Women's Writing announces a special issue on Fanny Trollope:
Still largely overshadowed by her more widely read and reprinted son Anthony, Frances (or Fanny, as she preferred to be called) Trollope is now almost exclusively remembered for her travel writing and especially for the notoriously controversial Domestic Manners of the Americans. Her impressively prolific career as a writer, however, not only covered and transgressed numerous narrative trends. It also spanned from the early 1830s into the mid-fifties, which also prompts us to reconsider conventional lines of demarcation between periods as well as genres. A contemporary of Jane Austen, Trollope started writing at a time when fashionable silver-fork fiction was being self-reflexively reassessed and, throughout her extensive oeuvre, continued to combine diverse narrative forms while capitalising on the rapidly evolving subgenres of the time. Recent interest specifically in her social-problems novels has brought at least some of her so far lesser known works back into print, while research into women's contributions to periodicals has newly unearthed parallels between her seemingly very different works. A thorough reassessment of her position in nineteenth-century literary culture, however, promises to highlight her own versatility and the diversity of as well as important intersections between
This special issue aims to provide a forum for an encompassing reconsideration of some of her still rarely discussed novels and their significance for Trollope's position at the literary marketplace of her time and in the canon of Victorian popular fiction.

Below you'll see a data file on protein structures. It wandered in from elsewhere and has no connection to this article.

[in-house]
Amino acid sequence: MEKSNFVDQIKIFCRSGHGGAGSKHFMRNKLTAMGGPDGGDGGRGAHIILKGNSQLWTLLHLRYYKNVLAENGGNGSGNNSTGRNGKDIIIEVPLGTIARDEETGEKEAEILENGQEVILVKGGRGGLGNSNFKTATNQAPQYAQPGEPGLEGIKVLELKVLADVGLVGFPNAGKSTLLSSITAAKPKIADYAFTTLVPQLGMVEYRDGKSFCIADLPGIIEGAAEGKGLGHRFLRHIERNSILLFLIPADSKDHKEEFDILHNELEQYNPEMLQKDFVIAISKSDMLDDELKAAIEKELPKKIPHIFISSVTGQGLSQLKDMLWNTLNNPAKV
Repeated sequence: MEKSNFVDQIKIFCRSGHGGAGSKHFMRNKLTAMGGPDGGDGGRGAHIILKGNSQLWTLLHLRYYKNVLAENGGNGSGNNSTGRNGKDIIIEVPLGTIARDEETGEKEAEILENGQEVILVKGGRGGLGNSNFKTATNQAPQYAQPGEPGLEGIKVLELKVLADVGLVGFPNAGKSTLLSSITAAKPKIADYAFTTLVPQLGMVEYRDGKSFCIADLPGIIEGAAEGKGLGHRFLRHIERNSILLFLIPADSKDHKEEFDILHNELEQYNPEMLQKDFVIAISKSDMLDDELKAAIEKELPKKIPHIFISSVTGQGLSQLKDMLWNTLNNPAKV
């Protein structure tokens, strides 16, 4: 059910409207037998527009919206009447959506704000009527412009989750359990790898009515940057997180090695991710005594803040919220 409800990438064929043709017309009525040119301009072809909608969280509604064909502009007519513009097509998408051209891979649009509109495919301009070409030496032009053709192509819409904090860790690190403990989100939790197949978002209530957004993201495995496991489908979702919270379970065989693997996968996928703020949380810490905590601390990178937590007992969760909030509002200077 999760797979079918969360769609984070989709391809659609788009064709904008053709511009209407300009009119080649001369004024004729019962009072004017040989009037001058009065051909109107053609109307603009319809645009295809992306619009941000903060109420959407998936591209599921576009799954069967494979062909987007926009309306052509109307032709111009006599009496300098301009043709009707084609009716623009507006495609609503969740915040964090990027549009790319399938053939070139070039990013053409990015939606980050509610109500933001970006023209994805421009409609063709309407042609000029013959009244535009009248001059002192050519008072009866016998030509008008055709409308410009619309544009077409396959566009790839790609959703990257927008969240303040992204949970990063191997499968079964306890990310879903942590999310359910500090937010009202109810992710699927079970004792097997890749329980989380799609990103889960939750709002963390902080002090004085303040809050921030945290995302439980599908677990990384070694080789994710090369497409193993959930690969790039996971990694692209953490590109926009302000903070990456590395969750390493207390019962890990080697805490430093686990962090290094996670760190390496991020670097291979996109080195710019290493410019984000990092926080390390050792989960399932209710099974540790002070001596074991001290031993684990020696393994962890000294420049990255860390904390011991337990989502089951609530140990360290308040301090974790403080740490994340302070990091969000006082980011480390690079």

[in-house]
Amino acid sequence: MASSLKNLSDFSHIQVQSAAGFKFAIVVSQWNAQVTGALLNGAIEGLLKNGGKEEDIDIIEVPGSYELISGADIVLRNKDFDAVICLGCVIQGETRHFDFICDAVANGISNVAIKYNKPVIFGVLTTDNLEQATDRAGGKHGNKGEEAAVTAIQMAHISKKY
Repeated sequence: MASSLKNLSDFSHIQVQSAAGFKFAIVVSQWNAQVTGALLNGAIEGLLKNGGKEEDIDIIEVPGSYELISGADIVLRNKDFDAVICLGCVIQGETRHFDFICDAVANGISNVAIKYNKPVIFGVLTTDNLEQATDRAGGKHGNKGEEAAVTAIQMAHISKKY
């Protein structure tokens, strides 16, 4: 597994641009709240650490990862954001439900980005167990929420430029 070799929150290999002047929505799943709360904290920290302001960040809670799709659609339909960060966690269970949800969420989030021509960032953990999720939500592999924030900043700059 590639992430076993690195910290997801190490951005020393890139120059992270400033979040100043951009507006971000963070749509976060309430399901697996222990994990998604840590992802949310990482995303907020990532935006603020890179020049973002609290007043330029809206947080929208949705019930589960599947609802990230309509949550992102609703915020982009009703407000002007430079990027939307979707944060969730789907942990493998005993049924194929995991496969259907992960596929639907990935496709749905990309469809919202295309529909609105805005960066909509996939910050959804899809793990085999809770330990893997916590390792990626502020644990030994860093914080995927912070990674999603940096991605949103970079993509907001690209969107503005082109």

Topics may include but are not limited to:
Trollope as a "fashionable" writer
* Trollope in the marketplace: opportunist writing for money or
innovator in various genres?
* Self-reflexivity and self-irony in Trollope's fiction
* Trollope's representation of religion
* Trollope's representation of travel and emigration
* Trollope's representation of the domestic, the family, &c.
* Trollope's anti-heroines
* Trollope's reputation, then and now
* Trollope and intertextual influence
* Comparative readings of Trollope's works
* Trollope and Transatlantic Studies; Trollope and Europe
Please submit papers for consideration between 4000-7000 words to Tamara S. Wagner at email@example.com.
sg, by 31/1/2010. (NOTE: This is a corrected date.)
Contributors should follow the journal's house style details of which are to be found on the Women's Writing web site http://www.tandf.co.uk/
journals/titles/0999082.aspThis is the new MLA. Please note that instead of footnotes, we use
endnotes with NO bibliography. All bibliographical information is included in the endnotes. For example, we require place of publication, publisher and date of publication in brackets after a book is cited for the first time.
Please also include an abstract, a brief biographical blurb (100 words maximum), and a key of 6 words suitable for indexing and abstracting services.